The Department of Marine and Coastal Resources (DMCR), a Thai marine conservation officer, faced a challenge in tracking marine mammal populations because they spend most of their time underwater and have a broad geographic distribution.
To address this issue, DMCR made use of the JOUAV CW-15II VTOL drone and conducted a Proof of Concept (POC) test, where they achieved outstanding results. This case study will outline the solution and the outcomes that DMCR achieved.
Members of the Department of Marine and Coastal Resources (DMCR) with CW-15II
The DMCR was facing difficulties in exploring, tracking, and assessing marine mammals. Marine mammal populations are often spread over wide areas and individuals are often submerged when they cannot be sighted.
Marine mammal researchers have long relied on boats, planes, and helicopters to study these animals in their natural habitats. However, from the boat-based horizontal perspective, cetacean behavioral observations only allow for viewing when the animal is at the surface. Population counts and health evaluations are based on photographs captured from this restricted perspective. While observing from helicopters or airplanes may provide more comprehensive observations, it is expensive, loud, and hazardous.
So, DMCR was looking for an effective method for marine mammal research and conservation.
In mid-2021, DMCR learned about the JOUAV CW-15II VTOL drone from JOUAV's Thai distributor, Systronics. To test the effectiveness of the drone, on December 13-17, 2021, DMCR hosted a proof of concept (POC) in Koh Libong and Koh Lanta to test the feasibility of using UAS to perform coastal surveys.
Number of Flights:
9hrs (within 3 days)
67 km (41,875 ha)
The DMCR team divided the target area into three flight areas with a total distance of 965.75 km. The CW-15II flew 6 sorties with the CA-103 42 MP full-frame industrial camera at an altitude of 233 meters on a defined route.
"The CW-15II is amazing that we can launch and retrieve the drone from small or remote locations like research vessels or rocky coastlines without needing a runway or launch pad. This makes it so much more convenient and versatile for our needs," said Benton, General Manager of DMCR.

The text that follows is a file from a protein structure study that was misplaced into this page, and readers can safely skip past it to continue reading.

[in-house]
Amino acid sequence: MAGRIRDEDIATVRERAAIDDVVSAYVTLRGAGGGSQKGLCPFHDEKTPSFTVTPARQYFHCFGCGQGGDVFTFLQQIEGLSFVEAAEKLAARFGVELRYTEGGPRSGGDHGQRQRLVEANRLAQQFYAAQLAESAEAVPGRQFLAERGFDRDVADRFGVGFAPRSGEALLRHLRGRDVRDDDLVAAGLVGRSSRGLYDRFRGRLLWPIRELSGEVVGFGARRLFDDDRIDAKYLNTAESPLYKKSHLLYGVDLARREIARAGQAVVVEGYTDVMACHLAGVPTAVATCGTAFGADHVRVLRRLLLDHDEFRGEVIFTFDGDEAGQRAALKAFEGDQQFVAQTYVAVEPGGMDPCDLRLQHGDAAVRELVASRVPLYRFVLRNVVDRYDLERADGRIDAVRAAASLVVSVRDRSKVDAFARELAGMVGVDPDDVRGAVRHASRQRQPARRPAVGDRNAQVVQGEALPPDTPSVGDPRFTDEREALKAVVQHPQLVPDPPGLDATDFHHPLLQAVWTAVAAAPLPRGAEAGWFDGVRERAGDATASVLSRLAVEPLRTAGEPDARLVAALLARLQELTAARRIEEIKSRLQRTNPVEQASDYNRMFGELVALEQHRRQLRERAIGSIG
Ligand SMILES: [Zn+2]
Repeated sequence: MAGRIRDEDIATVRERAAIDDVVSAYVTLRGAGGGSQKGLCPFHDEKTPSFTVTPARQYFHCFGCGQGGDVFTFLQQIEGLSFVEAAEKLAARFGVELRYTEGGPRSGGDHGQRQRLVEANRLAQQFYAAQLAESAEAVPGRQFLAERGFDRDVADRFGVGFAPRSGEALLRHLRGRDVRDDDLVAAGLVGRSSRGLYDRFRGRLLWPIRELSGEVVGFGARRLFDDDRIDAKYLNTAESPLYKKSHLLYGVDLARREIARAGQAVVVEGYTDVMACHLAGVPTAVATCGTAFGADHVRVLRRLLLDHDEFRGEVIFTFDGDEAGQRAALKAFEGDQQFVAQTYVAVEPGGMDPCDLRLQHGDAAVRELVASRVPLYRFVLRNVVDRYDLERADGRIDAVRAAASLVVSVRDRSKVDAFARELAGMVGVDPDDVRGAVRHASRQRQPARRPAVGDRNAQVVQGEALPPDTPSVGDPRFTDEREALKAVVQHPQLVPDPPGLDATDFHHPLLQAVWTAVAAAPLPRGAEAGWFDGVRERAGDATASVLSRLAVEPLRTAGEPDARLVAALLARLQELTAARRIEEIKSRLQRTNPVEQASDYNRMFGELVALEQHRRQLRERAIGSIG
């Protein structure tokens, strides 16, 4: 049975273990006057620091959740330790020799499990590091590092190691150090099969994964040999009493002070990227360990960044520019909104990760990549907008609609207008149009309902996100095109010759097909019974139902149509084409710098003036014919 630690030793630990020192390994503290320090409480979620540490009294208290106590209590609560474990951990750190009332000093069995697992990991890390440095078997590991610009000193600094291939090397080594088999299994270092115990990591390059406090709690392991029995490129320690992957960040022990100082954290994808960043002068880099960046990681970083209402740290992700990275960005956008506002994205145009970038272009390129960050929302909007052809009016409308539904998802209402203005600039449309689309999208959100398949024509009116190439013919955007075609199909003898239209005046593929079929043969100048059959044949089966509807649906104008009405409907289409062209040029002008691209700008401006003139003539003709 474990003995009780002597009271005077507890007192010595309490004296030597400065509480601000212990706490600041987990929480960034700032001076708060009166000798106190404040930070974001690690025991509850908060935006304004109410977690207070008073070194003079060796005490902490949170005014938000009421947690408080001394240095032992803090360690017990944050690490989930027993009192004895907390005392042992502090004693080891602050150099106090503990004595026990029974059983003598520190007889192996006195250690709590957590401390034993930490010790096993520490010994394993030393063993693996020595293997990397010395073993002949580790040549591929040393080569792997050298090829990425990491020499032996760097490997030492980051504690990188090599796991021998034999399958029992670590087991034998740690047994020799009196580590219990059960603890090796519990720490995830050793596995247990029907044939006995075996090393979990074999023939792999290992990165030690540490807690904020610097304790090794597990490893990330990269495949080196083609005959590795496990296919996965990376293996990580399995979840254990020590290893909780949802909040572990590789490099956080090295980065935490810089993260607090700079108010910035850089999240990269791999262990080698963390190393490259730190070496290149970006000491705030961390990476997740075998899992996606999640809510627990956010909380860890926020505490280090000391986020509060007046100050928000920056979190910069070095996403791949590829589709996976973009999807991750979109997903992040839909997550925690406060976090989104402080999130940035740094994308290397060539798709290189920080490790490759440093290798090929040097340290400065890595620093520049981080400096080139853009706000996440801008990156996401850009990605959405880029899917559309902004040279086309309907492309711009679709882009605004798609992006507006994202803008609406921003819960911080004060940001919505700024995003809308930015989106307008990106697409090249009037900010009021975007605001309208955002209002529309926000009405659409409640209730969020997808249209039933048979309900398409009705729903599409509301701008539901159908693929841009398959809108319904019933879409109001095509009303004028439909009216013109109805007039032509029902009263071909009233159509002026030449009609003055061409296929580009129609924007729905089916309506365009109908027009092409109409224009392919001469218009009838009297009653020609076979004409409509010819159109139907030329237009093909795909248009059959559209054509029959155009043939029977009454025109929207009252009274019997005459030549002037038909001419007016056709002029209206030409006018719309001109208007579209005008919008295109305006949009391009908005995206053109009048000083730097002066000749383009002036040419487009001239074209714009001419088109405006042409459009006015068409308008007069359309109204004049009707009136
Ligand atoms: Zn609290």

DMCR members were doing the pre-flight check
With 180min of Max flight time and 61km/h of cruising time, the conservation drone covered a total of 67 km (41,875 ha) in 9 hours, without the need for expensive research vessels or other equipment. "The CW-15II is a perfect tool for conducting large-scale surveys of marine mammal populations, or for tracking individual animals over time," said Benton.
The sea breeze was tested at a speed of 12.3 meters per second, but the CW-15II marine drone continued to fly smoothly and capture steady images, thanks to its advanced sensors and stabilization systems.
"It's amazing how it can handle challenging weather conditions," commented Benton. "What's even better is that it's environmentally friendly - the silent electric motor ensures that marine mammal populations are not disturbed during research activities. Overall, I highly recommend the CW-15II VTOL drone as a sustainable and efficient tool for environmental monitoring."
CW-15II took off on a windy sea stand
With these sharp and detailed images, DMCR found a total of 50 dugongs, 2 dolphins, and many sea turtles.
Number of images captured
Many Found (Awaiting proof of quantity)
CW-15II found and took pictures of a group of 50 Dugongs
CW-15II found and took pictures of 2 dolphins
DMCR summarized and digitized the drone findings for researchers to use for historical and current population comparisons. This information helped DMCR understand the health and sustainability of marine ecosystems as well as inform conservation and management decisions. "The drone data helped our researchers understand marine mammal social dynamics, migration patterns, and habitat preferences for conservation," described Benton.
Comparing the previous and current populations of marine mammals
The images captured by the drone were also uploaded to their online system, and users could scan QR codes to access pictures and location coordinates of these animals.
By scanning the QR code, you can see the location distribution and detailed photos of marine mammals.
The drone's efficiency and results were impressive, leading DMCR to immediately contract Systronics to order a fleet of drones for marine mammal surveys. This decision has helped DMCR to save time and resources while obtaining more accurate information about marine mammal populations.
"In the future, the CW-15II can also aid in marine mammal rescue efforts, providing real-time information to rescuers on the ground," said Benton. "We also consider buying JOUAV's AI-powered gimbal cameras for automatic recognition and tracking of individual marine animals".
The JOUAV CW-15II VTOL drone proved to be the solution they were looking for. Its ability to fly at a low altitude, hover for extended periods, and capture high-quality images of cryptic marine species without disturbing them has allowed DMCR to save time, and resources, and ultimately lead to better conservation efforts. This success story serves as an excellent example of how using advanced technology can lead to better conservation outcomes.
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